The EESC issues between 160 and 190 opinions and information reports a year.
It also organises several annual initiatives and events with a focus on civil society and citizens’ participation such as the Civil Society Prize, the Civil Society Days, the Your Europe, Your Say youth plenary and the ECI Day.
The EESC brings together representatives from all areas of organised civil society, who give their independent advice on EU policies and legislation. The EESC's326 Members are organised into three groups: Employers, Workers and Various Interests.
The EESC has six sections, specialising in concrete topics of relevance to the citizens of the European Union, ranging from social to economic affairs, energy, environment, external relations or the internal market.
On 7th February, as we mark the 25th anniversary of the Maastricht Treaty, the European Economic and Social Committee turns to political leaders, the European civil society organisations which we represent, and all European citizens, with a call: the call for social and economic solidarity, which is urgently needed across Europe.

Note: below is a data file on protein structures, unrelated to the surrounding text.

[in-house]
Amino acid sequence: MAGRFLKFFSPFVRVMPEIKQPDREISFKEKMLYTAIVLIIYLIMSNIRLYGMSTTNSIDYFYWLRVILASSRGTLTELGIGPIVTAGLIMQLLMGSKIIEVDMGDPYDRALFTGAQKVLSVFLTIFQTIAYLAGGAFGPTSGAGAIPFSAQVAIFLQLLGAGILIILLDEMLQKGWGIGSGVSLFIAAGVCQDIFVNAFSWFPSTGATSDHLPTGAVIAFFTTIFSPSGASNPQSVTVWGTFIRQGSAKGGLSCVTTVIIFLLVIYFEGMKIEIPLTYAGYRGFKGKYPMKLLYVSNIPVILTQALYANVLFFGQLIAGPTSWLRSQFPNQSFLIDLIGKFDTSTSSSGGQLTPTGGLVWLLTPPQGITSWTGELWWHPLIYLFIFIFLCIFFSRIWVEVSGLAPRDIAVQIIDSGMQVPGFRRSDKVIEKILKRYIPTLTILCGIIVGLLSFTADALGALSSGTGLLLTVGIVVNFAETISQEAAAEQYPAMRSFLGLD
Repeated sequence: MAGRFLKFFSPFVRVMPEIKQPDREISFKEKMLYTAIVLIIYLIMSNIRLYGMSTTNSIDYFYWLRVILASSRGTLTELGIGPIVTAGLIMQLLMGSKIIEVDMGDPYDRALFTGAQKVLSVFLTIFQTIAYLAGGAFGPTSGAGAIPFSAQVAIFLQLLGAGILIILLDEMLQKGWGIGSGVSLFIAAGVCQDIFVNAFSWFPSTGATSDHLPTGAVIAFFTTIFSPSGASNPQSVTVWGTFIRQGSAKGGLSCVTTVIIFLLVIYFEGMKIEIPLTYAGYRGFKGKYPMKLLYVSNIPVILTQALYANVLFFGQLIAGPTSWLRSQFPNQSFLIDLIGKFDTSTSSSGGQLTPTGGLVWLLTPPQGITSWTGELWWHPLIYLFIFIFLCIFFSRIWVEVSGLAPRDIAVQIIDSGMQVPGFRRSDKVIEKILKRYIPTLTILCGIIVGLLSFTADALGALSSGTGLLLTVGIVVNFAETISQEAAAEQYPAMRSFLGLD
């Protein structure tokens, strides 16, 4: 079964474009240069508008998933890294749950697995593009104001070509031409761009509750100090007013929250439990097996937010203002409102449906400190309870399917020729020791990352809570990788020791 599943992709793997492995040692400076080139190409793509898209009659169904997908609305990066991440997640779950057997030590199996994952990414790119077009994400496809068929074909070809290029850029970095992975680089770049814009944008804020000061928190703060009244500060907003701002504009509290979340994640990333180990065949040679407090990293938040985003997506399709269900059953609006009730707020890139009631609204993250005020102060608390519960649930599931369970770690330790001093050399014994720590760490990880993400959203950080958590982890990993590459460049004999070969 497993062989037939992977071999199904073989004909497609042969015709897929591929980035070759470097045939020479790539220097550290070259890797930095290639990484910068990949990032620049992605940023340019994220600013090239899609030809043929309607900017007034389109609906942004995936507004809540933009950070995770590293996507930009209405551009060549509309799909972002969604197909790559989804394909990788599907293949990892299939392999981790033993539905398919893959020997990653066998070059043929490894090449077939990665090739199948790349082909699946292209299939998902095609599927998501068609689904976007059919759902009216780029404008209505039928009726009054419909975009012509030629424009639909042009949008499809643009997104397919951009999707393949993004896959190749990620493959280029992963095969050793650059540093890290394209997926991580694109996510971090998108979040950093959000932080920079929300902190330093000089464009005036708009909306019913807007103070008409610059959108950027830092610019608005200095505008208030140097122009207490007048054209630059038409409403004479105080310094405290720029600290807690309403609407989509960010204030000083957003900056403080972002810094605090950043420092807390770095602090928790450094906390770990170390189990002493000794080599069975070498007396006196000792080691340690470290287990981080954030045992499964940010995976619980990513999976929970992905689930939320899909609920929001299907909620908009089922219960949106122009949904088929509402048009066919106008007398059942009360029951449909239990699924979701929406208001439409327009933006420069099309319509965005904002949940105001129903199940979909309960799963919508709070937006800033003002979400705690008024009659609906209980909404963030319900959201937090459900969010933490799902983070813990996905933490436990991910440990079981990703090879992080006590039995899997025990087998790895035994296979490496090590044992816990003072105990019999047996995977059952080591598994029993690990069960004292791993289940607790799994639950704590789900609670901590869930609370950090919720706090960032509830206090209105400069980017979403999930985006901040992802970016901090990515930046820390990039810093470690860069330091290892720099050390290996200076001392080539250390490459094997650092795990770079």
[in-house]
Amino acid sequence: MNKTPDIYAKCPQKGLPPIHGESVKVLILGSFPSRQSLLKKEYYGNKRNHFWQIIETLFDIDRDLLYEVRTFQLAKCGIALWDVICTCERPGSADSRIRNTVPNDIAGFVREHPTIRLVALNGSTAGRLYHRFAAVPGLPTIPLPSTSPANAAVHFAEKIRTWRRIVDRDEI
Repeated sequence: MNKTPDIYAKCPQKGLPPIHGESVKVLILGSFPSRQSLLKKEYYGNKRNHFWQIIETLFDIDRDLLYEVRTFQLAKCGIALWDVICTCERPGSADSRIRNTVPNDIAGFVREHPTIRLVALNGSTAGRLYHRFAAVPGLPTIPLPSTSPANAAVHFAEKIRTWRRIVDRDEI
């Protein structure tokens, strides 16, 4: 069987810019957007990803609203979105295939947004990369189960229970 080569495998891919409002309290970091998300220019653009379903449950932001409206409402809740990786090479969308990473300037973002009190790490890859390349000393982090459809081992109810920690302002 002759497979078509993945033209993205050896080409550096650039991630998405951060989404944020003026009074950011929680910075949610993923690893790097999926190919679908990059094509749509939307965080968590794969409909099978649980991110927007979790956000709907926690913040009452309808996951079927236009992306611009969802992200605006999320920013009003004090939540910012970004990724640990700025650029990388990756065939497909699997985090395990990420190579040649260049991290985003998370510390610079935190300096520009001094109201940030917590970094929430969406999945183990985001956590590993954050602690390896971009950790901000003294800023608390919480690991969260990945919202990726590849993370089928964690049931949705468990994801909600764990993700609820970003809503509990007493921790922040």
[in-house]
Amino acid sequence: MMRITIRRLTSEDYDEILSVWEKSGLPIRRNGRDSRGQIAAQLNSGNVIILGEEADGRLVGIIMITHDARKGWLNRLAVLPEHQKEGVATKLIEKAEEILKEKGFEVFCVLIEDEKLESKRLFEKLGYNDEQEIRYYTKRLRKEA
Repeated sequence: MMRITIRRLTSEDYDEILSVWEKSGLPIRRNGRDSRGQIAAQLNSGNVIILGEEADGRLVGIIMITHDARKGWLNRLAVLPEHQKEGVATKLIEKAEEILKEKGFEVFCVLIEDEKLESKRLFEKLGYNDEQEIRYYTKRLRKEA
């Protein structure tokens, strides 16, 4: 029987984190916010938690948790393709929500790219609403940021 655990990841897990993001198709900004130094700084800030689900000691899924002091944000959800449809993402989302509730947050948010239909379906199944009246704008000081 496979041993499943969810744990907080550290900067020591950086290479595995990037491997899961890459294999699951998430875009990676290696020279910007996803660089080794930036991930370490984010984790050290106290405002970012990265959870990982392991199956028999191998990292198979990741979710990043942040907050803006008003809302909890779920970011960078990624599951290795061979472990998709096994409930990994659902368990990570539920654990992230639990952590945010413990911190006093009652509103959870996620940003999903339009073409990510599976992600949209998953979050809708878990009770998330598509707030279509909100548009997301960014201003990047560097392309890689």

25 years ago, Europe was in turmoil: the aftermath of the Cold War; the fall of the Berlin Wall and the reunification of Germany; the path of Eastern European countries to democracy, all shaped the zeitgeist. Yet, on this momentous day in 1992, the 12 nations of the European Communities signed this European Treaty, thus creating the European Union as we know it and its greatest achievement, the single currency.
Today, the geo-political landscape is also in turmoil: the Western alliance is questioned; Eastern Europe feels threatened; Southern Europe borders on conflict zones and refugee crises. Everywhere nationalists and populists are on the march, and upcoming Presidential and parliamentary elections risk giving voice and power to extremists. Brexit beckons; terrorism remains a constant threat; citizens ask for jobs, security and answers. The contemporary European idea is challenged as never before. The main elements of a deep and genuine Economic and monetary union are also still missing.
The EU and the EMU, both created in Maastricht, need to be deepened with a joint political narrative. In particular, the missing pillars of a deep and genuine EMU need to be put in place to ensure lasting stability and prosperity for the people of Europe. This is the number one priority today for businesses, workers and all other civil society organisations across Europe. Decisive steps need to be made towards a credible, ever closer and irreversible partnership among the EU's Member States.